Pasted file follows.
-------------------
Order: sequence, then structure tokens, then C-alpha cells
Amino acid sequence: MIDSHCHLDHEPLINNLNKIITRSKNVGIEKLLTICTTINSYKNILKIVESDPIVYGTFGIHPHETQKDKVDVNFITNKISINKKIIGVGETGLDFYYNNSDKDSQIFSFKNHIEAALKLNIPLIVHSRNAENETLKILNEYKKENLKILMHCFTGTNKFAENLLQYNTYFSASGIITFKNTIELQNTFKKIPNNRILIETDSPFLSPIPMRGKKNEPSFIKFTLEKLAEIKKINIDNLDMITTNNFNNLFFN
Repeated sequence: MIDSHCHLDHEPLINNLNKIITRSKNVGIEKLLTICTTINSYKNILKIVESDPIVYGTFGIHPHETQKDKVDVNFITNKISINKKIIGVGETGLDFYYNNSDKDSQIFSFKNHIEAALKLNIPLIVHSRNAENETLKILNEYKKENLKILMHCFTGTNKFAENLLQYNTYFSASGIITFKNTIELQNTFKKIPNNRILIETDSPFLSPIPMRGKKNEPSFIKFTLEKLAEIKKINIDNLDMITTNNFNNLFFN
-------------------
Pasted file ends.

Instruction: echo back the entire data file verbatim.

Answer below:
Order: sequence, then structure tokens, then C-alpha cells
Amino acid sequence: MIDSHCHLDHEPLINNLNKIITRSKNVGIEKLLTICTTINSYKNILKIVESDPIVYGTFGIHPHETQKDKVDVNFITNKISINKKIIGVGETGLDFYYNNSDKDSQIFSFKNHIEAALKLNIPLIVHSRNAENETLKILNEYKKENLKILMHCFTGTNKFAENLLQYNTYFSASGIITFKNTIELQNTFKKIPNNRILIETDSPFLSPIPMRGKKNEPSFIKFTLEKLAEIKKINIDNLDMITTNNFNNLFFN
Repeated sequence: MIDSHCHLDHEPLINNLNKIITRSKNVGIEKLLTICTTINSYKNILKIVESDPIVYGTFGIHPHETQKDKVDVNFITNKISINKKIIGVGETGLDFYYNNSDKDSQIFSFKNHIEAALKLNIPLIVHSRNAENETLKILNEYKKENLKILMHCFTGTNKFAENLLQYNTYFSASGIITFKNTIELQNTFKKIPNNRILIETDSPFLSPIPMRGKKNEPSFIKFTLEKLAEIKKINIDNLDMITTNNFNNLFFN